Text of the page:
Back in the heady days of activism BC (Before Computers), one of the important tenets of successful communication was that your message should fit on a t-shirt. It was a very wise idea, really, when you think about it. I remember the time when our newly formed Latina lesbian consciousness raising group in Boston marched in the 1980 Take Back the Night March. We were a group of hard working women, some academics, some artists, some community activists but all deeply committed to issues of social justice. We bought t-shirts for our group and silk-screened them with a very 70s design and the words: La mujer da vida y merece vivir con orgullo y respeto. This was to be our chant at the march to raise awareness of violence perpetrated against women– remember, this was right before restraining orders and before police sensitivity training. At any rate, the translation of our motto is: Women Give Life and Deserve to Live with Dignity and Respect. I don’t know how we managed to fit it on a t-shirt, but we did. The hard part was chanting this important message, all together in unison and in rhythm at the march. Don’t ask. Our hearts were in the right place.
Which brings me to the reason why, as I’d like to wish everyone a Happy LGBT Pride, I have written an extra T in the title of this post. That’s right, it’s not a mistake, I really mean PRIDE. That’s because a few years after the story I just wrote about, I had moved to New York City and been involved in activism for civil rights and social justice as part of other groups. One of them was a wonderful magazine called COLORLife! This magazine was founded by a diverse group of LGBT people, and at the time- circa 1991- not everyone was as knowledgeable about Transgender issues as we are today (we actually have a ways to go, don’t we. It’s all a process, we never stop learning).
In our founding group of writers and activists, Native American gay men told the rest of the group about the tradition among many First Peoples of the Americas to recognize the existence of gay people in the community as Two-Spirits. Soon we began to learn more, and while a great deal of controversy was going on in the Lesbian & Gay community about whether bisexual and transgender people were actually part of the Queer continuum, in many communities of color the question wasn’t even a question.
We just had to take responsibility for learning about each other.
And so, that brings us to the start of the Modern LGBT movement which we locate in our collective consciousness as June, 1969, at the site of the Stonewall Riots in New York City. (For the rest, you do the research!) 🙂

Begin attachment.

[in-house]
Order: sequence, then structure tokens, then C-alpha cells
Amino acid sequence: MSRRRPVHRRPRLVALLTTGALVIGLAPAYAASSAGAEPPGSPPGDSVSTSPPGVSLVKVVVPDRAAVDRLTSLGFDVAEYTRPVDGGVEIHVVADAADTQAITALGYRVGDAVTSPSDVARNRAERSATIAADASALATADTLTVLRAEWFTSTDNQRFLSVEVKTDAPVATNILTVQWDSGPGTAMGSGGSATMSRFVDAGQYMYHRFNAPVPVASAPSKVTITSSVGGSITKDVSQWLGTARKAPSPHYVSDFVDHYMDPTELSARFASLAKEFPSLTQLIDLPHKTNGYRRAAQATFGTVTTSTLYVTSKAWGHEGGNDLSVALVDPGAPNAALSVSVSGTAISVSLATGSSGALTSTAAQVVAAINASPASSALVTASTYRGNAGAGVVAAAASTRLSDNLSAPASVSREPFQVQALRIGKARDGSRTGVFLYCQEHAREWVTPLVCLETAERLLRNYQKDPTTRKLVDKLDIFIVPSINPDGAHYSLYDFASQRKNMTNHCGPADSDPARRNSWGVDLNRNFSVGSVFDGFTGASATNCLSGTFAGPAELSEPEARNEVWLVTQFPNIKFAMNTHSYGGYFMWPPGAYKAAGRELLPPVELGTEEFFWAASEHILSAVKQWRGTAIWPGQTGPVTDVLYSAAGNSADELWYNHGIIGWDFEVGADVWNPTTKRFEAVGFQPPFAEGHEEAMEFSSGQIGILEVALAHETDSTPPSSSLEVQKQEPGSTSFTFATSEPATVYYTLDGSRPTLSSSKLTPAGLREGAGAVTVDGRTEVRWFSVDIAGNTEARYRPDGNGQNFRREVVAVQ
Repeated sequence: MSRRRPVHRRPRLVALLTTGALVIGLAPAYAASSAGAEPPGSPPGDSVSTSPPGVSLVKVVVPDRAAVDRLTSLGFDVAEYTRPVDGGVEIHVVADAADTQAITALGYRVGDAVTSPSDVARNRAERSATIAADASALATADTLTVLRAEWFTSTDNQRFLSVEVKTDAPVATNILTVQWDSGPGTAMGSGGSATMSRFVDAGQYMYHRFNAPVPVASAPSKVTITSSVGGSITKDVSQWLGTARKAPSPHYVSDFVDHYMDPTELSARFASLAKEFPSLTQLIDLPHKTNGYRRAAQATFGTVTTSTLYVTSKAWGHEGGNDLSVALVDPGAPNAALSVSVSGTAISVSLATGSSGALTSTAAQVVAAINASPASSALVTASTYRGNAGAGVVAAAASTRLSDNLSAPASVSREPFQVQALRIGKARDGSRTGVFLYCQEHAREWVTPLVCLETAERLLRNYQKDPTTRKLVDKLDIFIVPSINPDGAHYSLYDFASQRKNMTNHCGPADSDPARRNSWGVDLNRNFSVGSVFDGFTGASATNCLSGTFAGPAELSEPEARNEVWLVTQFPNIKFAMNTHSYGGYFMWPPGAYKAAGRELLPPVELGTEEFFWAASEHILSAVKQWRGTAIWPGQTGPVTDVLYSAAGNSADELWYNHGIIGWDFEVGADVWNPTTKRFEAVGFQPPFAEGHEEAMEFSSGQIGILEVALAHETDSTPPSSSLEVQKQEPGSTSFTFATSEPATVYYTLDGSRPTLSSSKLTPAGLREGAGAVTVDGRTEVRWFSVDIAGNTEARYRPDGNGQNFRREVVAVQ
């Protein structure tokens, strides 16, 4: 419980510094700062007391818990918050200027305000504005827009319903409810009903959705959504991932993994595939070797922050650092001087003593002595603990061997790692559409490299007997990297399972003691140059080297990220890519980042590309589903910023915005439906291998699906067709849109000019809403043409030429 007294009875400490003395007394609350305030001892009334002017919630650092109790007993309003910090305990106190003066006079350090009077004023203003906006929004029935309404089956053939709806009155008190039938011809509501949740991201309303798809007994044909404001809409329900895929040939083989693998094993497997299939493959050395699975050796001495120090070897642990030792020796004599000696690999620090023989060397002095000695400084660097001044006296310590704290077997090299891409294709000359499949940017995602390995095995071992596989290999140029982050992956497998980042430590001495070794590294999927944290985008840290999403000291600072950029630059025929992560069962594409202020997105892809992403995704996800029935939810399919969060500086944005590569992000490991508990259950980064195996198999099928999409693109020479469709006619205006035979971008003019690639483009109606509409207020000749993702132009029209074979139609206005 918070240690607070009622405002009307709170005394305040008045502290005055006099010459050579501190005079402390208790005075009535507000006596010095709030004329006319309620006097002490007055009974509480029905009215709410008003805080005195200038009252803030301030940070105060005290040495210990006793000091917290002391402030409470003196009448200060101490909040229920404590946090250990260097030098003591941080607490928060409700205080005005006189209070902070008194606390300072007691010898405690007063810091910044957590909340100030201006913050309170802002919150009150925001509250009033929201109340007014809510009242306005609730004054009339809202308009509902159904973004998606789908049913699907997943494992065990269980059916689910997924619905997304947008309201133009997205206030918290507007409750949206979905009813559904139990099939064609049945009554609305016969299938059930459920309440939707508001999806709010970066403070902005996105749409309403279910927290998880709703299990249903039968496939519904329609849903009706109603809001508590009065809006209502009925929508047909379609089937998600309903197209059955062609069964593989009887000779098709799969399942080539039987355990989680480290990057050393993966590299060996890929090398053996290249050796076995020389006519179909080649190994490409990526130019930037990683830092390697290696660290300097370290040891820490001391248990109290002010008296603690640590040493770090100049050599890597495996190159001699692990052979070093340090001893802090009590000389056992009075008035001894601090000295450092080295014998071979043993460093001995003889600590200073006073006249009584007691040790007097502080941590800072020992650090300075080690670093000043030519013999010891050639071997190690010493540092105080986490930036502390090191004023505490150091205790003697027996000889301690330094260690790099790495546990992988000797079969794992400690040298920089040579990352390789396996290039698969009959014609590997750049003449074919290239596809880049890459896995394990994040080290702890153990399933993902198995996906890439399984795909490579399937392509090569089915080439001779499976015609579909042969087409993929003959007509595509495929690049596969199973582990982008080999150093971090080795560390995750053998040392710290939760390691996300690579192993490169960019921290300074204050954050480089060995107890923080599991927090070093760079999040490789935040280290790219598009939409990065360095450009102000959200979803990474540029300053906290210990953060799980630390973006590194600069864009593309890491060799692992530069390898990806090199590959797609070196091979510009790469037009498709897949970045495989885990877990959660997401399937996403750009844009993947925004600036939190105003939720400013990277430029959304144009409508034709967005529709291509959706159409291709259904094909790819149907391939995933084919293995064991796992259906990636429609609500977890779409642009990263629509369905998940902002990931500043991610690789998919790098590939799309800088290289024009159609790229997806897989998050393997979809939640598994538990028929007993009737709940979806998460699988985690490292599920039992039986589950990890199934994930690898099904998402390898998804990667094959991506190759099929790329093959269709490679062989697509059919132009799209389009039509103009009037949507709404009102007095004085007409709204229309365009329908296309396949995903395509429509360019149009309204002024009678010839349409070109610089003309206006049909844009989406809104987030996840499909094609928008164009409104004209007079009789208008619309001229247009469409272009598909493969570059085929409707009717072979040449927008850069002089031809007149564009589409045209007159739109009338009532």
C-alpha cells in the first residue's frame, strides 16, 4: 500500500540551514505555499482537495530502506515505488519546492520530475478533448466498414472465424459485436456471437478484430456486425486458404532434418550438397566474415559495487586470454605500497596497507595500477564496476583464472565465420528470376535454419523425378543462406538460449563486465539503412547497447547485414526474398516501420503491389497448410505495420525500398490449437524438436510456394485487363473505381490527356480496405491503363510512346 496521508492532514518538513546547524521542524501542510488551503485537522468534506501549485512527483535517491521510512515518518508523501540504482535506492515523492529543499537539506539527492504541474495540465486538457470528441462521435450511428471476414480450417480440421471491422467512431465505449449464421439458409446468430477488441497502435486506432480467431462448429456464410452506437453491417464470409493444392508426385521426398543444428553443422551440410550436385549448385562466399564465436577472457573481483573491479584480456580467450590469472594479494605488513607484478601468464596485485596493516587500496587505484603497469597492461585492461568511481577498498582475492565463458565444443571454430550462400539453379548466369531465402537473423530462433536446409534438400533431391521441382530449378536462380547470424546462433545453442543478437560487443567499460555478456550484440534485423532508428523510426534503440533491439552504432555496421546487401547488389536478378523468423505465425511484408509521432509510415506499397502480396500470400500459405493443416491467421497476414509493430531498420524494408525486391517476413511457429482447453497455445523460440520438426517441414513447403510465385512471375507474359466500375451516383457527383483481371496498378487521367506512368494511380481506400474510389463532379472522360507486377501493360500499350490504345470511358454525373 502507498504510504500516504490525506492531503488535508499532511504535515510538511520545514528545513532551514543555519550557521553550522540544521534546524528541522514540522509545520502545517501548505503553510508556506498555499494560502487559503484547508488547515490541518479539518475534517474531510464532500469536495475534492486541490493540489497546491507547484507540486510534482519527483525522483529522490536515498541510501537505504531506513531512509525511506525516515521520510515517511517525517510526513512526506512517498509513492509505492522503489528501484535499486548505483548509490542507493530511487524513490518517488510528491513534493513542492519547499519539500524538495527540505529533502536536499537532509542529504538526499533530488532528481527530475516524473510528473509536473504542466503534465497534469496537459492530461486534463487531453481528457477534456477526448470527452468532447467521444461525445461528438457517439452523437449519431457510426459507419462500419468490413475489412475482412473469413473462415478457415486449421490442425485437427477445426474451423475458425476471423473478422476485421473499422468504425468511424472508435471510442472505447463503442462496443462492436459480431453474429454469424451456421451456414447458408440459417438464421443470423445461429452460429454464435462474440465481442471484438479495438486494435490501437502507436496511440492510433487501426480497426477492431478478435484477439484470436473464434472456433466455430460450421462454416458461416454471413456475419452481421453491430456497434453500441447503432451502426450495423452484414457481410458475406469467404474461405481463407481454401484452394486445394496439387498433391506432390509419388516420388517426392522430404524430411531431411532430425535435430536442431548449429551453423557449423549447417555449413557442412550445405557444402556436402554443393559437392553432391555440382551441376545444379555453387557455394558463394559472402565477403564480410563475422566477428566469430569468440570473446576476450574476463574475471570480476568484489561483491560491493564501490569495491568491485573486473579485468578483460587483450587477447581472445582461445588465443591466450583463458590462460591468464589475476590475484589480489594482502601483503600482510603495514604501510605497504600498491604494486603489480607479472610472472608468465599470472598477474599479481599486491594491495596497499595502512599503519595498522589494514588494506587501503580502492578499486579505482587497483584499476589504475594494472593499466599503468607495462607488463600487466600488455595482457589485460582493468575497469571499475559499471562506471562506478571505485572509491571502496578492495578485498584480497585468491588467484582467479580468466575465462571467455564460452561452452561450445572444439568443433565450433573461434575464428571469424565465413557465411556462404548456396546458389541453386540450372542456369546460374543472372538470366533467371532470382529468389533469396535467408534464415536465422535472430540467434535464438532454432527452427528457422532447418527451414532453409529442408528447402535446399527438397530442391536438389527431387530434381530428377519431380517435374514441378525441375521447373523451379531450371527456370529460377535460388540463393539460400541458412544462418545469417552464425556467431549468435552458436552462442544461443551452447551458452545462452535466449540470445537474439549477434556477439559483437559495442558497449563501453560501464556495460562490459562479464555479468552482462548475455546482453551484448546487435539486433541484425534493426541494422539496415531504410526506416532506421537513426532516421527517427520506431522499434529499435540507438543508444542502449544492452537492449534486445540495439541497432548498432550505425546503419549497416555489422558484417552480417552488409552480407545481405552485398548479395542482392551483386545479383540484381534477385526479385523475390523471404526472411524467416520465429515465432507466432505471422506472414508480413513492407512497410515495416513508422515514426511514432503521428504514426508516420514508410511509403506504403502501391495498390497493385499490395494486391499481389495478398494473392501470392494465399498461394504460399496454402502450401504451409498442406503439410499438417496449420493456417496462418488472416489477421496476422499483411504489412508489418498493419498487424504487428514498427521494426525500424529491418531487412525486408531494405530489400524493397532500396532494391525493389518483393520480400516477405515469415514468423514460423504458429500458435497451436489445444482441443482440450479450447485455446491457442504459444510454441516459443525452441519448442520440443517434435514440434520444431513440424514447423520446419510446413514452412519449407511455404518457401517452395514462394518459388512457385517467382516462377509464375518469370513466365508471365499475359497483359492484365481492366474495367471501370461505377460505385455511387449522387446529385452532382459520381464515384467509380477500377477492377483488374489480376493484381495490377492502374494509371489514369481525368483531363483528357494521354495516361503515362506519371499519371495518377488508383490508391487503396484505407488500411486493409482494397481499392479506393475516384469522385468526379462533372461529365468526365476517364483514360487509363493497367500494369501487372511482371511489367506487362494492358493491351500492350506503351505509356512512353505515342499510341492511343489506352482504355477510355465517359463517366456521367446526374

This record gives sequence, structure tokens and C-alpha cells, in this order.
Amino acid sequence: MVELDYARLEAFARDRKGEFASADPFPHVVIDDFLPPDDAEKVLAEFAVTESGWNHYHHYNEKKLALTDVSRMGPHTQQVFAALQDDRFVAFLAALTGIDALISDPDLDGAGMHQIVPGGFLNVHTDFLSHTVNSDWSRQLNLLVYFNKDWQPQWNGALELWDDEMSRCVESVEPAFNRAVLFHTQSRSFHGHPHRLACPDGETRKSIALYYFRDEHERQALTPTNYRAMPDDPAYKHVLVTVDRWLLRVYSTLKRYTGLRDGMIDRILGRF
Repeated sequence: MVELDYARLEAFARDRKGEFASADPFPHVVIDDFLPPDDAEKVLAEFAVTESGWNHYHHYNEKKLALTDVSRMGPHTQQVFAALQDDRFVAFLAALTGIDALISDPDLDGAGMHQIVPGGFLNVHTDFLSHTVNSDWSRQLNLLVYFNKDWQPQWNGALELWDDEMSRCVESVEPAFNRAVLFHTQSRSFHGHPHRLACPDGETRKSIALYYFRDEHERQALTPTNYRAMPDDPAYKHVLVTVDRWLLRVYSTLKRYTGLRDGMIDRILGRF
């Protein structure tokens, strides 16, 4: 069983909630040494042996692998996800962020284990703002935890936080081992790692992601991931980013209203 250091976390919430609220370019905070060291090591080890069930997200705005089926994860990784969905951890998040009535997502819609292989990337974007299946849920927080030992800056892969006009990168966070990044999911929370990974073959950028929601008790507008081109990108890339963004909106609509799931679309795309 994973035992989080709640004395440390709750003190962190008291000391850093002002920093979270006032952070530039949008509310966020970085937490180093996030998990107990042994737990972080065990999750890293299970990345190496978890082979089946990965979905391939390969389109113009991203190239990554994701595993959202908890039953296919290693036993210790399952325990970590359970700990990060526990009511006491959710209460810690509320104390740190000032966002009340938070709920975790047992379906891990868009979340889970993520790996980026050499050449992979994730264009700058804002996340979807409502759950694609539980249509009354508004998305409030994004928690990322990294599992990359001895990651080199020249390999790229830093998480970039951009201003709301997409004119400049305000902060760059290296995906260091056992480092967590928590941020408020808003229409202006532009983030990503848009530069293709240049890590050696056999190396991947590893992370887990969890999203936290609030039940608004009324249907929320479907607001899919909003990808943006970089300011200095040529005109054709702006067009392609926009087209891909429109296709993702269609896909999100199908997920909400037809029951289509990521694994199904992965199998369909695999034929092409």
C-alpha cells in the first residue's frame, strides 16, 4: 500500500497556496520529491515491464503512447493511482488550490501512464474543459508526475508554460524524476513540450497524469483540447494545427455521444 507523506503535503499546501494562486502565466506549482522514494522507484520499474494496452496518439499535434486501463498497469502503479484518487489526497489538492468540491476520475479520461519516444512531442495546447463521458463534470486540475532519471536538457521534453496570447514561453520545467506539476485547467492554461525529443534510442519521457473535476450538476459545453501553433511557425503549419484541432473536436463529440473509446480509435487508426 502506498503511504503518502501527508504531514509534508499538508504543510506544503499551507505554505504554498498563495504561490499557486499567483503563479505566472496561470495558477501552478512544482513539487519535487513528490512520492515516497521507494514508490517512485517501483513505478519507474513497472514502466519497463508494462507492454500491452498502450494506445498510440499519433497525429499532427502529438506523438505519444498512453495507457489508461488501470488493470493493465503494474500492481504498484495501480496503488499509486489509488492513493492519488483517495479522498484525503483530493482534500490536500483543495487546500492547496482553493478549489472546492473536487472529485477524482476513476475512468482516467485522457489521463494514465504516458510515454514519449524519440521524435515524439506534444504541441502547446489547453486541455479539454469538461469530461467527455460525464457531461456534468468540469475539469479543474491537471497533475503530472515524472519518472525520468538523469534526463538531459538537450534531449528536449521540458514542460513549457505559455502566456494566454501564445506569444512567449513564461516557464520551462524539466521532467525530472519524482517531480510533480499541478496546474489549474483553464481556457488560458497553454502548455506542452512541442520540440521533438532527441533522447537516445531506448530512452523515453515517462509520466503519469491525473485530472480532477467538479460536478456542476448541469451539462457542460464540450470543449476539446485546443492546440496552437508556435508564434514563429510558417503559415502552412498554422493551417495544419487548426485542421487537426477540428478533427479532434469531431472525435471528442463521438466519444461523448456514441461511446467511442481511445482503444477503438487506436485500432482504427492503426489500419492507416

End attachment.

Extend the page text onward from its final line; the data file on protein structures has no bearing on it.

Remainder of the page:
But let it not be said that we are not talking about jewelry here, because we most definitely are! The best kind! Rainbow jewelry! Amethyst jewelry! (Which is great for February natives or anyone who loves the wonderful amethyst, February’s birthstone.) And so I’m posting a couple of Rainbow Pride Suncatchers here. The first one I made with two fabulous faceted Amethyst Cubes and a lavender glitter star. The second one I made with a variety of crystals, Czech glass beads, and CZ crystals, all dangling from a handformed (yes, I made it by hand) brass wire musical G Clef.
BTW, Livingatnight will soon have a shop in the Grand Opening of the CraftCafe website, a place for handmade crafts that will go live on June 22!
My dear friends, excuse me while I run off to finish some Apatite earrings that are simply to die for, and will be listed at http://craftcafe.co/shop/livingatnight/ on June 22.
But before I go, in honor of Pride Month, I wanted to offer information about suicide prevention resources for young people in the LGBTQ communities. Here is a start: See the YouTube video spot with Daniel Radclyffe I’ve placed below left. It’s a great Public Service Announcement, and it connects you with the Trevor Project. See the link below. I’d love to find something similar for Spanish-speaking youth. (In fact, the more languages the better!). In the U.S. there is also the National Suicide Prevention Lifeline and the hotline is 800-273-8255.
organization providing crisis intervention and
suicide prevention services to lesbian, gay,
bisexual, transgender, and questioning youth.
- Film fest kicks off gay pride month (thehindu.com)
- Pentagon to host first Gay Pride event (cnn.com)
- Panetta Salutes Gay, Lesbian Service Members’ Dedicated Duty (defense.gov)
- Pride Parade Celebrates Growing Acceptance Of LGBT Community In Philadelphia (philadelphia.cbslocal.com)